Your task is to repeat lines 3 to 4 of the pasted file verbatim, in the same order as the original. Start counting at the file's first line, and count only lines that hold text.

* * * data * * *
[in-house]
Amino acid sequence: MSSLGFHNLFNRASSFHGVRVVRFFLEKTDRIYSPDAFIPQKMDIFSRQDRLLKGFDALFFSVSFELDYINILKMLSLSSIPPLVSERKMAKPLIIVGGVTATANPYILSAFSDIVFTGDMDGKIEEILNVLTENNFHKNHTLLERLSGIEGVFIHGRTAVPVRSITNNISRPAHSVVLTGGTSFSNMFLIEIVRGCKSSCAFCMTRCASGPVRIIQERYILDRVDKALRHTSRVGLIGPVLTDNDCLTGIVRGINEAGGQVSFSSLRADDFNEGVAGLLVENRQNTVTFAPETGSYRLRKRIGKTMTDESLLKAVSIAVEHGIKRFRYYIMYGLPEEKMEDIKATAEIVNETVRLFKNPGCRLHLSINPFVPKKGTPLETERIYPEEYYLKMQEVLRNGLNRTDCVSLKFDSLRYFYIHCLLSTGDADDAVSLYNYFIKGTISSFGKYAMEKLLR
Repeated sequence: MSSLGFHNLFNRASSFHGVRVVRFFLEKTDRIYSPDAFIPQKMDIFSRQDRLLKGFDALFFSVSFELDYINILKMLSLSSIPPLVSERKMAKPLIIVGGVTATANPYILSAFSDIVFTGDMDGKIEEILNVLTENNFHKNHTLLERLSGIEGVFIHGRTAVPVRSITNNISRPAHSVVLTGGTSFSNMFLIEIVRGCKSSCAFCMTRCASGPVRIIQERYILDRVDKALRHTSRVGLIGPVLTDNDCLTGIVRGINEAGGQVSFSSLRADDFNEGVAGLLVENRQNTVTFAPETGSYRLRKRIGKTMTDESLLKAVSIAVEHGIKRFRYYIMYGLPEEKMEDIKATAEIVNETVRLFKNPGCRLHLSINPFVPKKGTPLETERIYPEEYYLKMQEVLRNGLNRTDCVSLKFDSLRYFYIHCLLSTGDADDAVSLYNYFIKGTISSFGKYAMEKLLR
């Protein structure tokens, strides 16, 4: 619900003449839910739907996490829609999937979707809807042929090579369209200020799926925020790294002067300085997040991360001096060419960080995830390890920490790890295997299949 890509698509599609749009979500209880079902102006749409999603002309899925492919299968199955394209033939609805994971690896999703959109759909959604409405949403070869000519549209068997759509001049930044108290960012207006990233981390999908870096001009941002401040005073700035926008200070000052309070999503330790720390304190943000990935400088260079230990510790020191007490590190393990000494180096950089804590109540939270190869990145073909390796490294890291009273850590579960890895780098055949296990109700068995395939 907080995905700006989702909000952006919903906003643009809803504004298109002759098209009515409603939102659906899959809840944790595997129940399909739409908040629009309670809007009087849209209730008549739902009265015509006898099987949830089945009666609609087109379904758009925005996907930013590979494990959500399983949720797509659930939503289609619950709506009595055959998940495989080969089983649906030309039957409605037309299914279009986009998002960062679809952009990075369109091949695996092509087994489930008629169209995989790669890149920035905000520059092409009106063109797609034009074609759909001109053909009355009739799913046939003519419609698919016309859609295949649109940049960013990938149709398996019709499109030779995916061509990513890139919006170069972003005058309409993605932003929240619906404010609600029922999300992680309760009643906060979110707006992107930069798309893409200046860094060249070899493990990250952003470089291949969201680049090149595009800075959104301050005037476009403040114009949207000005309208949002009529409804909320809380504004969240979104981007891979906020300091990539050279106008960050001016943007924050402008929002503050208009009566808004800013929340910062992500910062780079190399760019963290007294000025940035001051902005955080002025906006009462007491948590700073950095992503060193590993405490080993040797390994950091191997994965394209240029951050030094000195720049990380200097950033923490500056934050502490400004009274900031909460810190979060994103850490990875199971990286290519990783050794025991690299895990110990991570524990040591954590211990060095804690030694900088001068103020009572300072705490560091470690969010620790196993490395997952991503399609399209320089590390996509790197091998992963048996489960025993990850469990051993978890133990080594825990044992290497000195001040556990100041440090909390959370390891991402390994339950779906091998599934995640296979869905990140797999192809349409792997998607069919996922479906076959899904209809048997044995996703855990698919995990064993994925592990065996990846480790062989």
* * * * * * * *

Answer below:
Repeated sequence: MSSLGFHNLFNRASSFHGVRVVRFFLEKTDRIYSPDAFIPQKMDIFSRQDRLLKGFDALFFSVSFELDYINILKMLSLSSIPPLVSERKMAKPLIIVGGVTATANPYILSAFSDIVFTGDMDGKIEEILNVLTENNFHKNHTLLERLSGIEGVFIHGRTAVPVRSITNNISRPAHSVVLTGGTSFSNMFLIEIVRGCKSSCAFCMTRCASGPVRIIQERYILDRVDKALRHTSRVGLIGPVLTDNDCLTGIVRGINEAGGQVSFSSLRADDFNEGVAGLLVENRQNTVTFAPETGSYRLRKRIGKTMTDESLLKAVSIAVEHGIKRFRYYIMYGLPEEKMEDIKATAEIVNETVRLFKNPGCRLHLSINPFVPKKGTPLETERIYPEEYYLKMQEVLRNGLNRTDCVSLKFDSLRYFYIHCLLSTGDADDAVSLYNYFIKGTISSFGKYAMEKLLR
């Protein structure tokens, strides 16, 4: 619900003449839910739907996490829609999937979707809807042929090579369209200020799926925020790294002067300085997040991360001096060419960080995830390890920490790890295997299949 890509698509599609749009979500209880079902102006749409999603002309899925492919299968199955394209033939609805994971690896999703959109759909959604409405949403070869000519549209068997759509001049930044108290960012207006990233981390999908870096001009941002401040005073700035926008200070000052309070999503330790720390304190943000990935400088260079230990510790020191007490590190393990000494180096950089804590109540939270190869990145073909390796490294890291009273850590579960890895780098055949296990109700068995395939 907080995905700006989702909000952006919903906003643009809803504004298109002759098209009515409603939102659906899959809840944790595997129940399909739409908040629009309670809007009087849209209730008549739902009265015509006898099987949830089945009666609609087109379904758009925005996907930013590979494990959500399983949720797509659930939503289609619950709506009595055959998940495989080969089983649906030309039957409605037309299914279009986009998002960062679809952009990075369109091949695996092509087994489930008629169209995989790669890149920035905000520059092409009106063109797609034009074609759909001109053909009355009739799913046939003519419609698919016309859609295949649109940049960013990938149709398996019709499109030779995916061509990513890139919006170069972003005058309409993605932003929240619906404010609600029922999300992680309760009643906060979110707006992107930069798309893409200046860094060249070899493990990250952003470089291949969201680049090149595009800075959104301050005037476009403040114009949207000005309208949002009529409804909320809380504004969240979104981007891979906020300091990539050279106008960050001016943007924050402008929002503050208009009566808004800013929340910062992500910062780079190399760019963290007294000025940035001051902005955080002025906006009462007491948590700073950095992503060193590993405490080993040797390994950091191997994965394209240029951050030094000195720049990380200097950033923490500056934050502490400004009274900031909460810190979060994103850490990875199971990286290519990783050794025991690299895990110990991570524990040591954590211990060095804690030694900088001068103020009572300072705490560091470690969010620790196993490395997952991503399609399209320089590390996509790197091998992963048996489960025993990850469990051993978890133990080594825990044992290497000195001040556990100041440090909390959370390891991402390994339950779906091998599934995640296979869905990140797999192809349409792997998607069919996922479906076959899904209809048997044995996703855990698919995990064993994925592990065996990846480790062989």